Shrewsbury Labour Party Women’s Forum has asked local MP Daniel Kawczynski to back their call to suspend the introduction of Universal Credit in Shrewsbury. He has now forwarded their questions to the Department for Work and Pensions for a reply.

Women’s Forum chair Vikki Tranter wrote to Mr Kawczynski in early April outlining serious concerns about aspects of Universal Credit, and asking him to step in now to help prevent the extra financial hardship many working and non-working townspeople will face after it is “rolled out” in Shrewsbury next month.

Kawczynski replied: Thank you for your recent letter… I note the detailed points you have raised with regards to the roll out of Universal Credit in  Shrewsbury. I have, therefore, today written to the Department for Work and Pensions in this respect and will come back to you again as soon as l receive a response to my representationscon your behalf…. Yours sincerely.. Daniel Kawczynski.

Dear Mr Kawczynski,
Universal Credit is to be fully implemented in Shrewsbury and Atcham in May 2018. It has been discussed by the Women’s Forum of Shrewsbury and Atcham Labour Party and has given rise to considerable concern. The Forum has recently passed a resolution to write to you, expressing our disquiet and asking for your support as our MP in bringing our concerns to the attention of the Secretary of State for Work and Pensions.
We ask that you support our proposal to suspend the implementation in order to give time to redesign the Universal Credit system in such a way as to remove the inherent faults listed below.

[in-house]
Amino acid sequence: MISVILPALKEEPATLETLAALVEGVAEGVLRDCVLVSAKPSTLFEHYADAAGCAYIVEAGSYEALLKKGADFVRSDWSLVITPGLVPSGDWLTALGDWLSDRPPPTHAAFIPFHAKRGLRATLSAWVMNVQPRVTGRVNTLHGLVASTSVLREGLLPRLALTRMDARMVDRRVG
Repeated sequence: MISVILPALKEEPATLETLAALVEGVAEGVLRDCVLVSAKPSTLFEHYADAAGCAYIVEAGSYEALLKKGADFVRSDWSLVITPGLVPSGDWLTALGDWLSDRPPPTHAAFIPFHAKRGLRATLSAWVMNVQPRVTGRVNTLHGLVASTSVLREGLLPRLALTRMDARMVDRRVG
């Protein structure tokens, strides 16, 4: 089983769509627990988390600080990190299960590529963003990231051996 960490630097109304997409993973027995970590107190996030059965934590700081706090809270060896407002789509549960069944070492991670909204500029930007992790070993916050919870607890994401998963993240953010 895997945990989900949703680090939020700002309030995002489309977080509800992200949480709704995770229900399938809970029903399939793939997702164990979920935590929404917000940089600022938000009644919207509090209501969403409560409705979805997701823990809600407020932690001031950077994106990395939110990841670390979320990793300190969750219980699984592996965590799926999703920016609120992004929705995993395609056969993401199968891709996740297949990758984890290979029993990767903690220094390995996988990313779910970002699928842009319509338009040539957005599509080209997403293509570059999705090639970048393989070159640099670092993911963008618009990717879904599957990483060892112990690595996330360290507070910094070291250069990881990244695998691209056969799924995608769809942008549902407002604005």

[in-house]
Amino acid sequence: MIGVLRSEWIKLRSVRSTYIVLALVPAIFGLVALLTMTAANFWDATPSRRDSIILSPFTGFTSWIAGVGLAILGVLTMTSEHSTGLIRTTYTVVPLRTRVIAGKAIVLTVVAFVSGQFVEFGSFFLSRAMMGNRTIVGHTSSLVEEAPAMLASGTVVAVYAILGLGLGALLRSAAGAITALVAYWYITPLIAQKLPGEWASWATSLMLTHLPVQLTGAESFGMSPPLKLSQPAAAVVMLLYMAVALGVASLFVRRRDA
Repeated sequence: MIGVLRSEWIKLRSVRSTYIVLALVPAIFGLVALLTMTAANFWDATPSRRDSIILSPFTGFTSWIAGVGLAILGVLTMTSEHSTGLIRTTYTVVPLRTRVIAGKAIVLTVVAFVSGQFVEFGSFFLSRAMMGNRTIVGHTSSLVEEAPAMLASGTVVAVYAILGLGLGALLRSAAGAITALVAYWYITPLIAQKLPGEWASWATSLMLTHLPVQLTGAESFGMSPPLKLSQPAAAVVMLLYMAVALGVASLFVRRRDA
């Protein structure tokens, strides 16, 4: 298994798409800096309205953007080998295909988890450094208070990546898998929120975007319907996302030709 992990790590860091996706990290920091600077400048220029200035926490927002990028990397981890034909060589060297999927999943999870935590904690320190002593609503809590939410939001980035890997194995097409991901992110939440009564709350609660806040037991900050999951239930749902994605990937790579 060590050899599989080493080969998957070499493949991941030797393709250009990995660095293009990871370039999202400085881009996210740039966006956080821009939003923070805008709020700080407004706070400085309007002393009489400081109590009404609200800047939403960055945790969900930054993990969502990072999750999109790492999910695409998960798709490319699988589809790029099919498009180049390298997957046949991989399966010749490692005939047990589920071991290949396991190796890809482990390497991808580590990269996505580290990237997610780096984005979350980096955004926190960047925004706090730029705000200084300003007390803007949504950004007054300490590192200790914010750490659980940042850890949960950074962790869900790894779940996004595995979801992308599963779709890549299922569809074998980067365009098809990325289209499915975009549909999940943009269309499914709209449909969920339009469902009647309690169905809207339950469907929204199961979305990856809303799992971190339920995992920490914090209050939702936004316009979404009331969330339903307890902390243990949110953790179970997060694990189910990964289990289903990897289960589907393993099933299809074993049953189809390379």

● The minimum 5-week wait for claimants to receive UC payments is unfair on claimants for whom monthly salary is a foreign concept – people on zero-hours contracts, in insecure employment or forced self-employment. Many claimants live hand to mouth and they should be paid from day one and have the choice of either weekly or monthly payments. In other parts of the country, claimants who have applied for an initial loan in order to attempt to bridge the financial shortfall caused by waiting for their first payment have found themselves indebted and unable to exist on their remaining benefit when repaying the loan. This delay needs to be significantly reduced and the recent one-week reduction was only a minimal acknowledgement of this problem.
● The paying of benefit to one named individual in a household may lead to financial disadvantage for other members of the family. It gives the potential for possible economic abuse within a domestic abuse situation. UC should be paid to the partner in the household with greatest responsibility for childcare and family budgeting.
● The change of threshold for claiming free school meals will have a devastating effect on children throughout the country. In the West Midlands it is estimated that 130,000 children will miss out on free school meals. FSM eligibility also plays a vital role in the allocation of funding to schools and early years settings, supporting the educational needs of vulnerable and disadvantaged children.
● Landlords may take punitive action against benefits claimants whose payments are delayed (for instance, by the minimum 5-week introductory period), possibly rendering them evicted from their homes. Claimants need to have their rent paid directly to landlords, as under the system being replaced.